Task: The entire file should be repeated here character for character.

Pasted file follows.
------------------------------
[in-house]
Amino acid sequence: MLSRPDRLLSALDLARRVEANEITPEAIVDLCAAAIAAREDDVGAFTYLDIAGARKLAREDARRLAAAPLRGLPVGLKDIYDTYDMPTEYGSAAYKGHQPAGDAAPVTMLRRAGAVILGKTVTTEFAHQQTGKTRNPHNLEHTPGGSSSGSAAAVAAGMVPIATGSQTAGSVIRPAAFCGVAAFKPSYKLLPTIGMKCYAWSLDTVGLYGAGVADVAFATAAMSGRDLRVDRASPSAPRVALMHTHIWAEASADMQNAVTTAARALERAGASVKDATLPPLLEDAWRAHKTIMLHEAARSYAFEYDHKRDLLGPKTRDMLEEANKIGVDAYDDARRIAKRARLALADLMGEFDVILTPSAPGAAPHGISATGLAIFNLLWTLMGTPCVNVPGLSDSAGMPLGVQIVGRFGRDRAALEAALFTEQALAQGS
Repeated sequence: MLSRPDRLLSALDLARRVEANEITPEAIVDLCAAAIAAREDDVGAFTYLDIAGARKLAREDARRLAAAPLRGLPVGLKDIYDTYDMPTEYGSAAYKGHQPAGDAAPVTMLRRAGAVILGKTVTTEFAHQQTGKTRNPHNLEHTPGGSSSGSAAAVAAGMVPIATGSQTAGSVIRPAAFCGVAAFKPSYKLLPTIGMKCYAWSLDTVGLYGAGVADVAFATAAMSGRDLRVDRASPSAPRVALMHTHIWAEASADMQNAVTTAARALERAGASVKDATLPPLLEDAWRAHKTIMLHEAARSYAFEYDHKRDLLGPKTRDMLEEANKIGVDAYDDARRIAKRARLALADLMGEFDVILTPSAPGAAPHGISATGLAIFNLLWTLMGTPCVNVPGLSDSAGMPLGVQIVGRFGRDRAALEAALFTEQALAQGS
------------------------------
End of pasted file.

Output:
[in-house]
Amino acid sequence: MLSRPDRLLSALDLARRVEANEITPEAIVDLCAAAIAAREDDVGAFTYLDIAGARKLAREDARRLAAAPLRGLPVGLKDIYDTYDMPTEYGSAAYKGHQPAGDAAPVTMLRRAGAVILGKTVTTEFAHQQTGKTRNPHNLEHTPGGSSSGSAAAVAAGMVPIATGSQTAGSVIRPAAFCGVAAFKPSYKLLPTIGMKCYAWSLDTVGLYGAGVADVAFATAAMSGRDLRVDRASPSAPRVALMHTHIWAEASADMQNAVTTAARALERAGASVKDATLPPLLEDAWRAHKTIMLHEAARSYAFEYDHKRDLLGPKTRDMLEEANKIGVDAYDDARRIAKRARLALADLMGEFDVILTPSAPGAAPHGISATGLAIFNLLWTLMGTPCVNVPGLSDSAGMPLGVQIVGRFGRDRAALEAALFTEQALAQGS
Repeated sequence: MLSRPDRLLSALDLARRVEANEITPEAIVDLCAAAIAAREDDVGAFTYLDIAGARKLAREDARRLAAAPLRGLPVGLKDIYDTYDMPTEYGSAAYKGHQPAGDAAPVTMLRRAGAVILGKTVTTEFAHQQTGKTRNPHNLEHTPGGSSSGSAAAVAAGMVPIATGSQTAGSVIRPAAFCGVAAFKPSYKLLPTIGMKCYAWSLDTVGLYGAGVADVAFATAAMSGRDLRVDRASPSAPRVALMHTHIWAEASADMQNAVTTAARALERAGASVKDATLPPLLEDAWRAHKTIMLHEAARSYAFEYDHKRDLLGPKTRDMLEEANKIGVDAYDDARRIAKRARLALADLMGEFDVILTPSAPGAAPHGISATGLAIFNLLWTLMGTPCVNVPGLSDSAGMPLGVQIVGRFGRDRAALEAALFTEQALAQGS